Google has handed out around 50 of its Google TV boxes running a new beta build of an Android 3.1-based operating system to selected developers according to reports.
The update, labeled ‘Fishtank’ is being run on otherwise generic set-top-boxes according to Electronista.
The report makes mention of a new user interface complete with a clock app as well as a more desktop-like version of Google’s Chrome web browser.
The Google TV 2.0 private beta, which is said to be limited to just 50 developers, is built on Android 3.1 reworked for television presentation. The UI includes a Clock app, the Live TV feature, and a Chrome build that appears to be a closer match to the desktop utility rather than the smartphone browser.
Google TV launched last year to much fanfare, but ultimately the search giant’s foray into the living room has proved to be ill-fated. Buggy boxes, high prices and a geek factor that didn’t sit well with the average consumer all aided in making Google TV the laughing stock of the industry.
With reports of this new beta version of the Google TV’s software however, it seems we might not have seen the end of the Apple TV competitor just yet.
After the original Google TV offerings were met with lackluster sales, the search giant is believed to be making a significant reattempt to properly compete with alternative devices such as Apple TV. Recent reports suggest the endeavors will include new technology; the company recently acquired SageTV, an open-source home theater software maker that has experience with recording systems.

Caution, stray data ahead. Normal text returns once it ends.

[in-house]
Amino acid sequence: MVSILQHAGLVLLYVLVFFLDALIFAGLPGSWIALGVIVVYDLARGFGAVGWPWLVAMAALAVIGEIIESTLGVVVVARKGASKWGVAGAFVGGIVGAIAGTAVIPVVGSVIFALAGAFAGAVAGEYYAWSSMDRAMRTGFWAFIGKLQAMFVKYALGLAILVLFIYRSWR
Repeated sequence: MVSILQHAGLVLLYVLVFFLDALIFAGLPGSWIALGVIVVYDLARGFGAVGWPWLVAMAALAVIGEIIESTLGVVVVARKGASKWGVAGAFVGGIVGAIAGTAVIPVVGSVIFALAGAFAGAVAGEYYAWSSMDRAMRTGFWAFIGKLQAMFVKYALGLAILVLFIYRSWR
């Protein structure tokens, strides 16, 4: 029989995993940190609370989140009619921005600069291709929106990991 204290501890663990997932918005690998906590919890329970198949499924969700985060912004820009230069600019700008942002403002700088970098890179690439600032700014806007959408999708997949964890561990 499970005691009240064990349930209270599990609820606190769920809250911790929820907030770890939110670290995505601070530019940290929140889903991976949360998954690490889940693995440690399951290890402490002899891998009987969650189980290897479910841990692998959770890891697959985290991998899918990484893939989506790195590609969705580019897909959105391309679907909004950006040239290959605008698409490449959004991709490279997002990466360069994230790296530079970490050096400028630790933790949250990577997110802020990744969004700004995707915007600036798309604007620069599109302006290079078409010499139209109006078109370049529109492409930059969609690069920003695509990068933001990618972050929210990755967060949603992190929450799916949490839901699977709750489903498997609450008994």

According to Geek, the most interesting new feature inside Google TV 2.0 is the new way Live TV works, with video now being broadcast behind the screen while users do something else.
We’re told Google communicates directly with the developers via a private Google Groups message board. This allows the Google team to field questions and allows the developers to help each other throughout the process. According to our source, one of the largest threads on this board is an ongoing argument between the developers and Google in regards to how the “Live TV” app works. Currently, Live TV functions in such a way that allows it to broadcast behind the home screen while you do something else. At this time, developers will not have access to the live TV feed while it’s not in direct focus.
While more competition in any space is always a good thing, we’re just not sure if Google can recover from the bloody nose it has already received thanks to Google TV.
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